Korean-Americans find good life in city

The growth in Augusta's sizable Korean-American population is easily explained: They like the city as much as everyone else.


"I stayed in Augusta because I like the small-city feeling and it has a metropolitan feel," said Kim Klein, a real estate agent for Blanchard and Calhoun, who said she has had numerous opportunities to move to a larger market since residing here in the mid-1970s.

Yoon Cho and his wife, Hana, took over the Hakky Shoe Repair store in Augusta Mall after leaving New York City three years ago.

"Queens was much too crowded. Too expensive. Here, the air is clean, it's peaceful and there's less crime," Mrs. Cho said.

There are an estimated 5,000 residents of Korean descent in Augusta, where the influx historically has been attributed to the presence of Fort Gordon, where soldiers sometimes return married to South Koreans they met while stationed overseas.

"Then, (the women will) invite their relatives to stay, and it goes on from there," said Henry Kim, the manager of King's Spirits and Wines on Milledgeville Road.

In addition, an increasing number of Koreans, many of whom are business owners, appear to be locating in Augusta to take advantage of the city's mild climate, low cost of doing business and low crime rate.

Mr. Kim, for example, moved to Augusta from New York in 1992 to help a friend who relocated after his business was destroyed during the Los Angeles riots.

"I remember getting off the airplane at Bush Field. We had just left the snow, and I saw those azaleas and said, 'Man, this is nice.' " said Mr. Kim, 60.

His wife and young daughter pulled up stakes from Manhattan and became Georgians.

"I like it here because there's lots of golf courses and not much competition for tee times," he said with a smile.

According to the 2000 U.S. census, of 281.4 million Americans, the Korean population was just over 1 million. In 1940, more than a decade before the Korean War, there were just 8,568 Koreans in America.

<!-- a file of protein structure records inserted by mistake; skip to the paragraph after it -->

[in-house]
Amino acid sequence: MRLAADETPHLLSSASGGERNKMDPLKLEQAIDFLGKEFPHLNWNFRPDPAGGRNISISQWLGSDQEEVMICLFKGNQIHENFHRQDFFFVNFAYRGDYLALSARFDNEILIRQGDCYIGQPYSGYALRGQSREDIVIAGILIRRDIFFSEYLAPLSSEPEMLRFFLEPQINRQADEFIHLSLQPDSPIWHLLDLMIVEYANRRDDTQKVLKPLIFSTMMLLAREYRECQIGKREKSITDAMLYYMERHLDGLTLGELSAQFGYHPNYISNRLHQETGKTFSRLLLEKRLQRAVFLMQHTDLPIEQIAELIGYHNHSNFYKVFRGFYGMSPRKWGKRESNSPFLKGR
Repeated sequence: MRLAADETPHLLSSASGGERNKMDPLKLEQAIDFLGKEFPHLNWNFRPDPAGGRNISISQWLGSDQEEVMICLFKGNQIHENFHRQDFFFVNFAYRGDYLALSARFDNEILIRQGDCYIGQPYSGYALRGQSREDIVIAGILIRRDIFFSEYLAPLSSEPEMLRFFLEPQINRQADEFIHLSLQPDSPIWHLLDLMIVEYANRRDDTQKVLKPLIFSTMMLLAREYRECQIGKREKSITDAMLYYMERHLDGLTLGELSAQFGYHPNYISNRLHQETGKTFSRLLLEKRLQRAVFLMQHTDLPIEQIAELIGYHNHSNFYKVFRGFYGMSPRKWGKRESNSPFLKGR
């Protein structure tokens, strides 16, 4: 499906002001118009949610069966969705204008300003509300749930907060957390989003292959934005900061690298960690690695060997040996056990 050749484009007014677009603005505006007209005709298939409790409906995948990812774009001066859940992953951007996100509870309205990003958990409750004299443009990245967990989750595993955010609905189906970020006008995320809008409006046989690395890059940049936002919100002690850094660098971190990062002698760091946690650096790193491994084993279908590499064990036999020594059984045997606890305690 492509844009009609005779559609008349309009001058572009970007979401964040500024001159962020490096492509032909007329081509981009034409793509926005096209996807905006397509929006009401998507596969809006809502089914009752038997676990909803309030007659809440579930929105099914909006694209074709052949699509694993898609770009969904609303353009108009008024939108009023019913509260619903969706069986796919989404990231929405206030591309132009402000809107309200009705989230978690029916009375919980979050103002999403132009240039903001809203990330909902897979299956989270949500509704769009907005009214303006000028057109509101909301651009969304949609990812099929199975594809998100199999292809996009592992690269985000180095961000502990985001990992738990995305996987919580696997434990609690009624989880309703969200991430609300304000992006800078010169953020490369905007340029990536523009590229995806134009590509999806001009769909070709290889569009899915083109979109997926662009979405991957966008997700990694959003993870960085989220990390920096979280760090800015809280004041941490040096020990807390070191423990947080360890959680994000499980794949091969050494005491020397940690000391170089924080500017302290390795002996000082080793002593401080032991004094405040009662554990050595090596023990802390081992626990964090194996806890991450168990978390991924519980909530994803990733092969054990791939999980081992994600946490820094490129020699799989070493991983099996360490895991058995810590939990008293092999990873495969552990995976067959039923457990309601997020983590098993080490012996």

Between 1990 and 2000, Georgia, Nevada and North Carolina saw the largest Korean population increases, according to the Census Bureau. California and New York have the largest number of Korean residents nationwide.

Most Koreans in Georgia live in the Atlanta metro area, which has the eighth-largest Korean population among U.S. metro areas. Gwinnett County has the 16th-largest Korean population among all U.S. counties.

The Chos had moved to New York after a 1998 recession in South Korea, "similar to what's happening here," Mr. Cho said; it rocked the Korean economy and ultimately sank his seafood business.

He later moved to Augusta after hearing raves about the community from his friends of more than 20 years.

"I love America because if you work hard, the opportunities are there," Mr. Cho said. "Even if you don't have a lot of education, you can make money here. We are all equal, but in my country you have a class system and you have to obey the rich."

Mrs. Cho, a former nurse, said she appreciates that "police protect women here," adding that domestic violence is a major problem in her native land and that American police are more responsive.

Another major issue is that "in Korea, you must pay for education, while here school is free," she said.

Younger generations of Korean-Americans often have the same complaints about Augusta as their fourth-and fifth-generation American counterparts.

"I love it here, but my only complaint would be that there's just not enough for younger people to do," said Liza Klein, Ms. Klein's daughter, who also works as a Realtor for Blanchard and Calhoun in Evans.

Like most Korean-Americans, Pyung Jun Park, the owner of a convenience store near Paine College at 15th Street and Central Avenue, has no plans to permanently return to his homeland.

"Augusta is now home," he said. "And I love it here."

Reach Timothy Cox at (706) 823-3217 or tim.cox@augustachronicle.com.


The West leads, but the South narrowly trails the Northeast as the second-largest population of Korean-Americans.

RegionPopulation %

Georgia was the state with the largest increase in Korean-Americans from 1990 to 2000:

State% Change
North Carolina73.39
New Jersey69.56


Ethnic groupPercent


Ethnic group% with at least a bachelor's degree
Asian / Indian63.8
U.S. average26.8


Ethnic groupIncome
Asian / Indian$68,100
U.S. average$42,500

* Non-Hispanic

Source: 2000 U.S. Census



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Sat, 11/18/2017 - 17:42

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